The virtual reality and gaming aesthetic continues, however less convincingly, throughout the dark labyrinth of adjoining rooms at the Kunst-Werke Institute for Contemporary Art (KW) in Mitte. The main room of the venue is given over to Cécile B. Evans’s installation What the Heart Wants (2016), a big screen at the end of a floating catwalk, its projections reflected in the surrounding water. Part of the video is a 3D animation of a post-apocalyptic, sci-fi scene that references tendencies familiar to the present: reflections on the nationalistic dimension of tragedy, as certain people are invited to tag themselves as “safe,” and the reign of a benign activist group seeking converts under the banner of the “Anti-Aging” flag. Later, images of pristine mountain landscapes are overlaid with vacuous text messages: “people had feelings and stuff.” The roving iMessage chat is a common theme in the biennial, popping up on screens with its familiar ping, a kind of contemporary audio-visual poetics.
On the way up the stairs in the side building of KW, Purell hand-sanitizers are installed on the wall with artwork tags next to them, labelled Untitled (Purell) (2012) by the artist pseudonym Puppies Puppies. The piece becomes a metaphor for the apathetic, in-crowd humor of the show as a whole. Small interventions like this one – seemingly innocuous everyday objects, that, recontextualized, are meant to jar us from our presumed uncritical stupor – permeate the exhibitions. Whether reflecting ubiquitous brands or online marketing tools, the biennial works primarily on the surface level, borrowing from the history of readymades, with a contemporary twist. There’s even a urinal (Shawn Maximo, #3, 2016).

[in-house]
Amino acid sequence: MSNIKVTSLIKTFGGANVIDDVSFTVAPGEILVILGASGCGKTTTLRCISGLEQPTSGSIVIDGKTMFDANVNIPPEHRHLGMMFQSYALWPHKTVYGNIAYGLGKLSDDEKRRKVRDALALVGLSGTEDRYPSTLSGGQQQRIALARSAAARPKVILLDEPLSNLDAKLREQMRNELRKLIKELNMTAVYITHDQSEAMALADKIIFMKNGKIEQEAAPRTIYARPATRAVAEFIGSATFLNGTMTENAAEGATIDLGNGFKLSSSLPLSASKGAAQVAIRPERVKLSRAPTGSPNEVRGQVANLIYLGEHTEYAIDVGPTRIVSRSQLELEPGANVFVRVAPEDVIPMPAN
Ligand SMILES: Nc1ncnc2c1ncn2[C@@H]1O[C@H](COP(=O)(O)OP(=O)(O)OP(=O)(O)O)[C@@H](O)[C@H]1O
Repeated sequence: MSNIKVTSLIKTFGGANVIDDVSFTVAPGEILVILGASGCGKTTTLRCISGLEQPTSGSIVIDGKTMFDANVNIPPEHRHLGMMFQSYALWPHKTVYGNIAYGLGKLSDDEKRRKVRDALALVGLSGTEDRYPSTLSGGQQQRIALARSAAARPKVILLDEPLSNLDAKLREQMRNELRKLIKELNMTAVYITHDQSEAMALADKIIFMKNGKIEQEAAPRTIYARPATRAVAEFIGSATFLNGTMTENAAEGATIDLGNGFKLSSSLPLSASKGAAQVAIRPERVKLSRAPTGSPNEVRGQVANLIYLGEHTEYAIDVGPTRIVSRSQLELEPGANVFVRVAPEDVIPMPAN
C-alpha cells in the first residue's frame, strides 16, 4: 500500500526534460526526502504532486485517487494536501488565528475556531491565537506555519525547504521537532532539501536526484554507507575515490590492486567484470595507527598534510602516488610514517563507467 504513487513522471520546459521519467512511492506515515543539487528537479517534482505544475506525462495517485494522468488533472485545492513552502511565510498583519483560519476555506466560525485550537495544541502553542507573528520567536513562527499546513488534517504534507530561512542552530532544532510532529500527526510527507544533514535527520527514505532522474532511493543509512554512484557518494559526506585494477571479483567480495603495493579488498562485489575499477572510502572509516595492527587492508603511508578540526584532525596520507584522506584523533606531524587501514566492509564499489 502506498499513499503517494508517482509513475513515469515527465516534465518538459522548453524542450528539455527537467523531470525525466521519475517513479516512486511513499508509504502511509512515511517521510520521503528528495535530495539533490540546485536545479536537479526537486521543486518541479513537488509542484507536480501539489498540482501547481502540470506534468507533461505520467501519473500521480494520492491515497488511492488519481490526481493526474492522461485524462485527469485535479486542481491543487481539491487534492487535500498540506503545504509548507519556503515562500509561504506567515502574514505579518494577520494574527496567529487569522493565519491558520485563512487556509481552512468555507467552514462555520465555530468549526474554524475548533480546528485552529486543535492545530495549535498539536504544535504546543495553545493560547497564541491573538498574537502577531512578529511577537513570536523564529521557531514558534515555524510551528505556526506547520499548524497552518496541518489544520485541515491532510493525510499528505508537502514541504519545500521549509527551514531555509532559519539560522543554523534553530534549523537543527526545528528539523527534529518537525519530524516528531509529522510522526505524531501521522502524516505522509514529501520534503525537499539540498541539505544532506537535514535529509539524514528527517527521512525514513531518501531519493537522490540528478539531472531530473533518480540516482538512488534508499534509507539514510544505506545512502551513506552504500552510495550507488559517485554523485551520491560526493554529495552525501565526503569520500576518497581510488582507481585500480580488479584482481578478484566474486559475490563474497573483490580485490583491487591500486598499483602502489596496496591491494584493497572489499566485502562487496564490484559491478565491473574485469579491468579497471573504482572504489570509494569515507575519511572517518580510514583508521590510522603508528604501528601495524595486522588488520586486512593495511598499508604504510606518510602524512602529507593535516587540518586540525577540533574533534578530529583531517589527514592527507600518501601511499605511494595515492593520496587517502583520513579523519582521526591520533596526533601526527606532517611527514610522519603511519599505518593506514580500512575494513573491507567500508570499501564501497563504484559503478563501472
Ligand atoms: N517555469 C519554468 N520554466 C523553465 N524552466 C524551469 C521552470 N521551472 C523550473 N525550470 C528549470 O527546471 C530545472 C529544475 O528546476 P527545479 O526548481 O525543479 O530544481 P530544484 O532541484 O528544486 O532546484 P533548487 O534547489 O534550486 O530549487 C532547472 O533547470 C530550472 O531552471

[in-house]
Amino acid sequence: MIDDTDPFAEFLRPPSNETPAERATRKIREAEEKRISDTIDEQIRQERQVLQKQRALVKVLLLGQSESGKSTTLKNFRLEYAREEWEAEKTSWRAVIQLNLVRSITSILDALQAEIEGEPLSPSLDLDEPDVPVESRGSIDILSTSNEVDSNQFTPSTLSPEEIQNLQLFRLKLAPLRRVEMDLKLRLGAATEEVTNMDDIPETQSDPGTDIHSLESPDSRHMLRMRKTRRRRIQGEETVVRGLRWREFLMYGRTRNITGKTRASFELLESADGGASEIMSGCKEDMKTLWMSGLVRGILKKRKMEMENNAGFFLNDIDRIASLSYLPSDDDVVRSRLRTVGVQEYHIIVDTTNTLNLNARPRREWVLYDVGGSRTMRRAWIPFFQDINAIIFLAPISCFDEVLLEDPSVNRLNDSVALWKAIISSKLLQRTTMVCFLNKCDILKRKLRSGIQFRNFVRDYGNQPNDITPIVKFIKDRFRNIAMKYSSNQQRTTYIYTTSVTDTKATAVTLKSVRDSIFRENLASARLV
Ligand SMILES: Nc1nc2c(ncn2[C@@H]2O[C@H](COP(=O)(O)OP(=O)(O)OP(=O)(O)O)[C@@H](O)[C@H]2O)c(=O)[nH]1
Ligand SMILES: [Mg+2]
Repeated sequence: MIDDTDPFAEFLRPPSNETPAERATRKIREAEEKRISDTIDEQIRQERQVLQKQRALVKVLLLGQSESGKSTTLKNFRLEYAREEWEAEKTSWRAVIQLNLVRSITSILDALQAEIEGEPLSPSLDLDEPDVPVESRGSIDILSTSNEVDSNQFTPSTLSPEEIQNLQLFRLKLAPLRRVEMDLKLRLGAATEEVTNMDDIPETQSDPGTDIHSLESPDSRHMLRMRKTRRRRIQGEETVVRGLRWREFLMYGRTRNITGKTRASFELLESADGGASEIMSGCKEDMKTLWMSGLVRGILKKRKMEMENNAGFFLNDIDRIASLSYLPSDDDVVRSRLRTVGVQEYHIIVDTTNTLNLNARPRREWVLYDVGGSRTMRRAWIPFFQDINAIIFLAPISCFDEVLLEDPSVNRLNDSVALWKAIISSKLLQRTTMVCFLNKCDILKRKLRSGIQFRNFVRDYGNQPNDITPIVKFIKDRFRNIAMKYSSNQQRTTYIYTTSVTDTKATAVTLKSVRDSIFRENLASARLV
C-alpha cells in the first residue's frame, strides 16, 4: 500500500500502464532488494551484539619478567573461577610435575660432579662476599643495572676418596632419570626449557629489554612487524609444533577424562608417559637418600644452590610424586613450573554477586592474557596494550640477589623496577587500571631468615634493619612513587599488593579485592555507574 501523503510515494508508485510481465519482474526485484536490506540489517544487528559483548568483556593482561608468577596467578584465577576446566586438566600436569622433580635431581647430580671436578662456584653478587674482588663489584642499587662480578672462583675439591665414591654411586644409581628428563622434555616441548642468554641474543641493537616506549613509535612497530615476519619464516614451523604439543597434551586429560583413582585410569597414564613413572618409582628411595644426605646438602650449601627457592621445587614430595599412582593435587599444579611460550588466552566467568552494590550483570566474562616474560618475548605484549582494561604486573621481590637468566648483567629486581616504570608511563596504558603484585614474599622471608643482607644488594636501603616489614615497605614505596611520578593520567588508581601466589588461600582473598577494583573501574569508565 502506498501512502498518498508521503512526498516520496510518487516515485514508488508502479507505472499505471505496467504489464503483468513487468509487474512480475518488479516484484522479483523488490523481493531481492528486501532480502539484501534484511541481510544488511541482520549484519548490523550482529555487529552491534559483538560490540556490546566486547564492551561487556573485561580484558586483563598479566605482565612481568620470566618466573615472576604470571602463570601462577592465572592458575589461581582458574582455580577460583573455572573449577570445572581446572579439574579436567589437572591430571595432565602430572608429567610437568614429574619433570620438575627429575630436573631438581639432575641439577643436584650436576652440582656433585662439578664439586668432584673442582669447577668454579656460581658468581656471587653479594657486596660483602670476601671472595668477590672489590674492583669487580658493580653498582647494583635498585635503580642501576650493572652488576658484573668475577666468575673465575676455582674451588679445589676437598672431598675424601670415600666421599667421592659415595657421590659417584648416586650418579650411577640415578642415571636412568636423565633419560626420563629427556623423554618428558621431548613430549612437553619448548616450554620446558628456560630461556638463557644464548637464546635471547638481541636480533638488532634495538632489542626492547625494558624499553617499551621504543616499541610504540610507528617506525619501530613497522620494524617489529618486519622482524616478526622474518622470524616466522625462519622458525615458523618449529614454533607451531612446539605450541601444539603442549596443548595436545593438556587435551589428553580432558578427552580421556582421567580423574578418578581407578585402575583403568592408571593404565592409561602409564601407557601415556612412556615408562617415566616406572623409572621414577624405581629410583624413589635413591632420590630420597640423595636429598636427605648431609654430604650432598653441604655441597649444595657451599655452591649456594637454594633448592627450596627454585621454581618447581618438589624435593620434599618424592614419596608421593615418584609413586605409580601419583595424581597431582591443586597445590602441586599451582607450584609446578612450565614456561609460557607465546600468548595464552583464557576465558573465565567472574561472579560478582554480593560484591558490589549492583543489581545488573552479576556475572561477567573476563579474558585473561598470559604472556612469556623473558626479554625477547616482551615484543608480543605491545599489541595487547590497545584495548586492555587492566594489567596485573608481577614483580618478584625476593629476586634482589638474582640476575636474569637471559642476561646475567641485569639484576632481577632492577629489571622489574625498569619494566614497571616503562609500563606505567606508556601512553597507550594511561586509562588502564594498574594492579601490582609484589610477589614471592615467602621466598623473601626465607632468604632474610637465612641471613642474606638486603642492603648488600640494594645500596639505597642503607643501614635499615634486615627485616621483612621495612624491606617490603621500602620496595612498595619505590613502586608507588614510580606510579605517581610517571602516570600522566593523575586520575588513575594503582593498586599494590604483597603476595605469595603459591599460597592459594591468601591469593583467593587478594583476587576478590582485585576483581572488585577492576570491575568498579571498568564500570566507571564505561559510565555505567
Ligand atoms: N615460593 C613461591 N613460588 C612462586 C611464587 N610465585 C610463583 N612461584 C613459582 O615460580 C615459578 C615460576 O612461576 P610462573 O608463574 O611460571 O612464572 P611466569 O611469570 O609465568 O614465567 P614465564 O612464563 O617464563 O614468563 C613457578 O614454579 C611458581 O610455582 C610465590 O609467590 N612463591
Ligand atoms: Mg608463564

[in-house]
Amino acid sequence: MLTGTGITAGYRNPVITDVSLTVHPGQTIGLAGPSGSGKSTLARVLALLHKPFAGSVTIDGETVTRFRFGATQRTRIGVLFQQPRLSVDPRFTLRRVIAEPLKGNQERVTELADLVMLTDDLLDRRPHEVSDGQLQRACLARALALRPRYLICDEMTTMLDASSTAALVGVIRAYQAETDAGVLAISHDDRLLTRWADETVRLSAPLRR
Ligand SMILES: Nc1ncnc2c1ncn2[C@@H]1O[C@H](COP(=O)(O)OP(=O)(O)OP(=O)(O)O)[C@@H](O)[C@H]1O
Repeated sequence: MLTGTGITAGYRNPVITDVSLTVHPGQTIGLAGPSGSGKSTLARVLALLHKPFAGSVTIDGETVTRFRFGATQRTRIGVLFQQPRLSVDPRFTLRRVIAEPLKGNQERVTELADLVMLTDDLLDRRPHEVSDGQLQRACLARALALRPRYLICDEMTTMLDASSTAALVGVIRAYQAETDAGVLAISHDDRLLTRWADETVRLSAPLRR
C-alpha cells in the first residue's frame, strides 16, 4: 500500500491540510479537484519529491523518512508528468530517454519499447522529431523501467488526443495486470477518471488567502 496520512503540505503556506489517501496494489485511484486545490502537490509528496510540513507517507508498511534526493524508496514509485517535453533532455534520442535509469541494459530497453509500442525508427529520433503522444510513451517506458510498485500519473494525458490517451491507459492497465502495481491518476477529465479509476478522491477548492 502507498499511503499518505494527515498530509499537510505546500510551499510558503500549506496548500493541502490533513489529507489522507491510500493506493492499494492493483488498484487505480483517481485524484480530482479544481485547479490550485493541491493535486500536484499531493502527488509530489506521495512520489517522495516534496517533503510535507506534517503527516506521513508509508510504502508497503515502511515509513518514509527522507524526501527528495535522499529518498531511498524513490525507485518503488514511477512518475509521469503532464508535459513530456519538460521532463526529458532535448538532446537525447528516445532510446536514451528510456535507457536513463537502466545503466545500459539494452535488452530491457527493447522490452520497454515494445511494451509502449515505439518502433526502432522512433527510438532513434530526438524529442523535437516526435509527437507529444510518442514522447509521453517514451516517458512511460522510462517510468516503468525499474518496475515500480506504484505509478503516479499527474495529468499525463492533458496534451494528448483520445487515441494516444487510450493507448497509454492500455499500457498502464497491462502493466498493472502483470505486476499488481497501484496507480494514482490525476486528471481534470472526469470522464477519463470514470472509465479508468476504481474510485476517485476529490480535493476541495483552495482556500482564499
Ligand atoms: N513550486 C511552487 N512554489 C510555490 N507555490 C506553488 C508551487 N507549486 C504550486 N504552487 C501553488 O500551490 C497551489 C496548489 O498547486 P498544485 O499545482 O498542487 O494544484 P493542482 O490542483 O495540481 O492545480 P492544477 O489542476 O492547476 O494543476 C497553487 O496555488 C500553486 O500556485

Camille Henrot, too, brings to light the absurdities of commercial jargon by transferring virtual tendencies into the physical world. In Office of Unreplied Emails (2016), she has printed out large-scale Gmail missives from various spam or Listserv emails in her inbox. Next to the inordinately large and strangely material emails, she has handwritten in calligraphy intimate and almost romantic replies to everyday pleas, to save the environment or purchase a hot new handbag. The emails are drooping on posts from the wall, or lying on the floor, while Henrot’s paintings 11 Animals that Mate 4 Life (2016) dominate the vertical plane: like the typical subject-line of spam or click-bait headlines, the title serves as a launching-pad for musings on our contemporary need to justify monogamy with reference to the animal kingdom. In contrast to Henrot’s critically-acclaimed 2013 Venice Biennale piece Grosse Fatigue – a video narrative of the creation of the universe, philosophically and scientifically informed by her research at the Smithsonian Institute – the Office of Unreplied Emails deploys hasty and literal concepts in keeping with the biennial party-line. Even admired artists on the roster seem to have fallen prey to the curatorial invitation to inhabit the “post-contemporary.”
DIS’s post-contemporary draws mostly from well-worn art historical devices. Almost three decades ago, Butler aspired to abolish gender by exposing it as a social construct that could be undermined performatively. If we follow this train of thought, implied by the title, the 9th Berlin Biennale aims to abolish the contradictions of the present in a similar manner, by putting them on a stage and exaggerating their absurdities. Yet it fails to differentiate itself sufficiently from that which it purports to critique; in an attempt to expose commodity fetishism, it has enacted just that. In its blasé response to real political issues (one promo poster reads: “Why should fascists have all the fun?”), the biennial reinforces apathetic tendencies. DIS underestimates its audience’s critical capacities, believing that ironic detachment is sufficient ammo against the ever-vague “problems of the present” it claims to address head-on, while failing to offer any substantial argument against the structures that sustain them.